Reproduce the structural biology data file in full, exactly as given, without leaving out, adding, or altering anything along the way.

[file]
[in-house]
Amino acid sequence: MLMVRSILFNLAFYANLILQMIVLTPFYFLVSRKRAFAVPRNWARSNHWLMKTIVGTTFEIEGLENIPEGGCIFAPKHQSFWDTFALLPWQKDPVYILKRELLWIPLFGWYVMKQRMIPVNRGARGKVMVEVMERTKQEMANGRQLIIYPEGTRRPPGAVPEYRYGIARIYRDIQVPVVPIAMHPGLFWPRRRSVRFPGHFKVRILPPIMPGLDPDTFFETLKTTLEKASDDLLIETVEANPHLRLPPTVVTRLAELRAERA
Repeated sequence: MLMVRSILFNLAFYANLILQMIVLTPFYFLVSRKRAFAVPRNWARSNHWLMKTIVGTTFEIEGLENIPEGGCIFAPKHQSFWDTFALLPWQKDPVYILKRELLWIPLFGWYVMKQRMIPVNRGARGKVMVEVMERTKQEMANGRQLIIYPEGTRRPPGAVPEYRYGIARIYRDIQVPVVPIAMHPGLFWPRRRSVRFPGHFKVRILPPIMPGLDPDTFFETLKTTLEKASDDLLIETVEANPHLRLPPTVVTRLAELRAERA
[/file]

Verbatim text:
[in-house]
Amino acid sequence: MLMVRSILFNLAFYANLILQMIVLTPFYFLVSRKRAFAVPRNWARSNHWLMKTIVGTTFEIEGLENIPEGGCIFAPKHQSFWDTFALLPWQKDPVYILKRELLWIPLFGWYVMKQRMIPVNRGARGKVMVEVMERTKQEMANGRQLIIYPEGTRRPPGAVPEYRYGIARIYRDIQVPVVPIAMHPGLFWPRRRSVRFPGHFKVRILPPIMPGLDPDTFFETLKTTLEKASDDLLIETVEANPHLRLPPTVVTRLAELRAERA
Repeated sequence: MLMVRSILFNLAFYANLILQMIVLTPFYFLVSRKRAFAVPRNWARSNHWLMKTIVGTTFEIEGLENIPEGGCIFAPKHQSFWDTFALLPWQKDPVYILKRELLWIPLFGWYVMKQRMIPVNRGARGKVMVEVMERTKQEMANGRQLIIYPEGTRRPPGAVPEYRYGIARIYRDIQVPVVPIAMHPGLFWPRRRSVRFPGHFKVRILPPIMPGLDPDTFFETLKTTLEKASDDLLIETVEANPHLRLPPTVVTRLAELRAERA